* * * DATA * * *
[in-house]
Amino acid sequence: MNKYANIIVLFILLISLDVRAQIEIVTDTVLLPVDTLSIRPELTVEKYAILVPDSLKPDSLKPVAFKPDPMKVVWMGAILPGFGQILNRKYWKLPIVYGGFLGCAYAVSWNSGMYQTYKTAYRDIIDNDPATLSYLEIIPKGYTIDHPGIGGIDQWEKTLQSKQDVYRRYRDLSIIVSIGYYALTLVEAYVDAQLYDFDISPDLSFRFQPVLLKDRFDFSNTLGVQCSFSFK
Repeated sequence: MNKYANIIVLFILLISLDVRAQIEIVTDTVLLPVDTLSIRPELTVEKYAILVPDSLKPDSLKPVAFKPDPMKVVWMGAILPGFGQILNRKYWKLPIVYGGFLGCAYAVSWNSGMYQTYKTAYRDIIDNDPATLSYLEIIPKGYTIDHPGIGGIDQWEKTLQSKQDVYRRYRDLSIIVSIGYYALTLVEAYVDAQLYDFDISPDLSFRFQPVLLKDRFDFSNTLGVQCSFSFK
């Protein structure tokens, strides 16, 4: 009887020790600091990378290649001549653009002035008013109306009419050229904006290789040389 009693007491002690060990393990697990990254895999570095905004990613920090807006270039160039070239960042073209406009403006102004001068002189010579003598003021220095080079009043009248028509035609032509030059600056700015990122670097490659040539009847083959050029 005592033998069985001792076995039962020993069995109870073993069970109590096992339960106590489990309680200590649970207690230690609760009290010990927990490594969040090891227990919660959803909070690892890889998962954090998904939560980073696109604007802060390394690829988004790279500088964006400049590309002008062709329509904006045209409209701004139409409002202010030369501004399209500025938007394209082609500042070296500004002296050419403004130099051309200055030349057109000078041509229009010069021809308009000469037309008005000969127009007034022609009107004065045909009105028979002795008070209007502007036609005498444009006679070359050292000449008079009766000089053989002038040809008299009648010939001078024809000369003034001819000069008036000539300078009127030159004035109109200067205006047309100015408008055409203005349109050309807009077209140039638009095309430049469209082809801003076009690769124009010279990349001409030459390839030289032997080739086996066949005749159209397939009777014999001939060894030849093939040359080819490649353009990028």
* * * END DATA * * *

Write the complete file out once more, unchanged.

[in-house]
Amino acid sequence: MNKYANIIVLFILLISLDVRAQIEIVTDTVLLPVDTLSIRPELTVEKYAILVPDSLKPDSLKPVAFKPDPMKVVWMGAILPGFGQILNRKYWKLPIVYGGFLGCAYAVSWNSGMYQTYKTAYRDIIDNDPATLSYLEIIPKGYTIDHPGIGGIDQWEKTLQSKQDVYRRYRDLSIIVSIGYYALTLVEAYVDAQLYDFDISPDLSFRFQPVLLKDRFDFSNTLGVQCSFSFK
Repeated sequence: MNKYANIIVLFILLISLDVRAQIEIVTDTVLLPVDTLSIRPELTVEKYAILVPDSLKPDSLKPVAFKPDPMKVVWMGAILPGFGQILNRKYWKLPIVYGGFLGCAYAVSWNSGMYQTYKTAYRDIIDNDPATLSYLEIIPKGYTIDHPGIGGIDQWEKTLQSKQDVYRRYRDLSIIVSIGYYALTLVEAYVDAQLYDFDISPDLSFRFQPVLLKDRFDFSNTLGVQCSFSFK
């Protein structure tokens, strides 16, 4: 009887020790600091990378290649001549653009002035008013109306009419050229904006290789040389 009693007491002690060990393990697990990254895999570095905004990613920090807006270039160039070239960042073209406009403006102004001068002189010579003598003021220095080079009043009248028509035609032509030059600056700015990122670097490659040539009847083959050029 005592033998069985001792076995039962020993069995109870073993069970109590096992339960106590489990309680200590649970207690230690609760009290010990927990490594969040090891227990919660959803909070690892890889998962954090998904939560980073696109604007802060390394690829988004790279500088964006400049590309002008062709329509904006045209409209701004139409409002202010030369501004399209500025938007394209082609500042070296500004002296050419403004130099051309200055030349057109000078041509229009010069021809308009000469037309008005000969127009007034022609009107004065045909009105028979002795008070209007502007036609005498444009006679070359050292000449008079009766000089053989002038040809008299009648010939001078024809000369003034001819000069008036000539300078009127030159004035109109200067205006047309100015408008055409203005349109050309807009077209140039638009095309430049469209082809801003076009690769124009010279990349001409030459390839030289032997080739086996066949005749159209397939009777014999001939060894030849093939040359080819490649353009990028």